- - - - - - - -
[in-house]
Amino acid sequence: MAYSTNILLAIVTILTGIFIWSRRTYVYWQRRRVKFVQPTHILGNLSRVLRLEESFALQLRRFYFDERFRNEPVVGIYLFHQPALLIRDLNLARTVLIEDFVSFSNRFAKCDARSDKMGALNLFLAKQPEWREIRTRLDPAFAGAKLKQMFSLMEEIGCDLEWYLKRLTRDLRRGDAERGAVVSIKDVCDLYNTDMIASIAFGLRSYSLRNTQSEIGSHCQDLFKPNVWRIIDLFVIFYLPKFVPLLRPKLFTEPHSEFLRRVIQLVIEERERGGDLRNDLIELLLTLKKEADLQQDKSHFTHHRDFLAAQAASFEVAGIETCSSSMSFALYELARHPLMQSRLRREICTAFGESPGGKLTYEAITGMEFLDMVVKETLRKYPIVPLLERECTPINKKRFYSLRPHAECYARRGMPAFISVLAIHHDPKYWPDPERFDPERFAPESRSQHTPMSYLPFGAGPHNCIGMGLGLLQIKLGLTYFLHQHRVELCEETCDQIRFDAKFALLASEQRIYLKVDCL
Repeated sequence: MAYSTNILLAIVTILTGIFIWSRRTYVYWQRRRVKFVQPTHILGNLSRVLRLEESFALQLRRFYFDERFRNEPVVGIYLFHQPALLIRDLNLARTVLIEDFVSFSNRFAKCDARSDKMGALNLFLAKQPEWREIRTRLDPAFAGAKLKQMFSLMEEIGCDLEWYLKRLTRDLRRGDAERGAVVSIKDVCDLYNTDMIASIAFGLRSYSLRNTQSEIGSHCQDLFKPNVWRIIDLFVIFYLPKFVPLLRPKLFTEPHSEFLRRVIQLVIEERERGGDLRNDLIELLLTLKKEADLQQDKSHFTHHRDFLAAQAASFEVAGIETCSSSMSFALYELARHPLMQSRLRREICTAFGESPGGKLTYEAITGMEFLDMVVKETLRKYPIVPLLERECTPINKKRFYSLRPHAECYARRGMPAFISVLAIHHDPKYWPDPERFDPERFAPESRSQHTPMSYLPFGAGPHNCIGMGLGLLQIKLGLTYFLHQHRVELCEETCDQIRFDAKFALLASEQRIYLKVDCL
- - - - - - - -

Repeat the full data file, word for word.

[in-house]
Amino acid sequence: MAYSTNILLAIVTILTGIFIWSRRTYVYWQRRRVKFVQPTHILGNLSRVLRLEESFALQLRRFYFDERFRNEPVVGIYLFHQPALLIRDLNLARTVLIEDFVSFSNRFAKCDARSDKMGALNLFLAKQPEWREIRTRLDPAFAGAKLKQMFSLMEEIGCDLEWYLKRLTRDLRRGDAERGAVVSIKDVCDLYNTDMIASIAFGLRSYSLRNTQSEIGSHCQDLFKPNVWRIIDLFVIFYLPKFVPLLRPKLFTEPHSEFLRRVIQLVIEERERGGDLRNDLIELLLTLKKEADLQQDKSHFTHHRDFLAAQAASFEVAGIETCSSSMSFALYELARHPLMQSRLRREICTAFGESPGGKLTYEAITGMEFLDMVVKETLRKYPIVPLLERECTPINKKRFYSLRPHAECYARRGMPAFISVLAIHHDPKYWPDPERFDPERFAPESRSQHTPMSYLPFGAGPHNCIGMGLGLLQIKLGLTYFLHQHRVELCEETCDQIRFDAKFALLASEQRIYLKVDCL
Repeated sequence: MAYSTNILLAIVTILTGIFIWSRRTYVYWQRRRVKFVQPTHILGNLSRVLRLEESFALQLRRFYFDERFRNEPVVGIYLFHQPALLIRDLNLARTVLIEDFVSFSNRFAKCDARSDKMGALNLFLAKQPEWREIRTRLDPAFAGAKLKQMFSLMEEIGCDLEWYLKRLTRDLRRGDAERGAVVSIKDVCDLYNTDMIASIAFGLRSYSLRNTQSEIGSHCQDLFKPNVWRIIDLFVIFYLPKFVPLLRPKLFTEPHSEFLRRVIQLVIEERERGGDLRNDLIELLLTLKKEADLQQDKSHFTHHRDFLAAQAASFEVAGIETCSSSMSFALYELARHPLMQSRLRREICTAFGESPGGKLTYEAITGMEFLDMVVKETLRKYPIVPLLERECTPINKKRFYSLRPHAECYARRGMPAFISVLAIHHDPKYWPDPERFDPERFAPESRSQHTPMSYLPFGAGPHNCIGMGLGLLQIKLGLTYFLHQHRVELCEETCDQIRFDAKFALLASEQRIYLKVDCL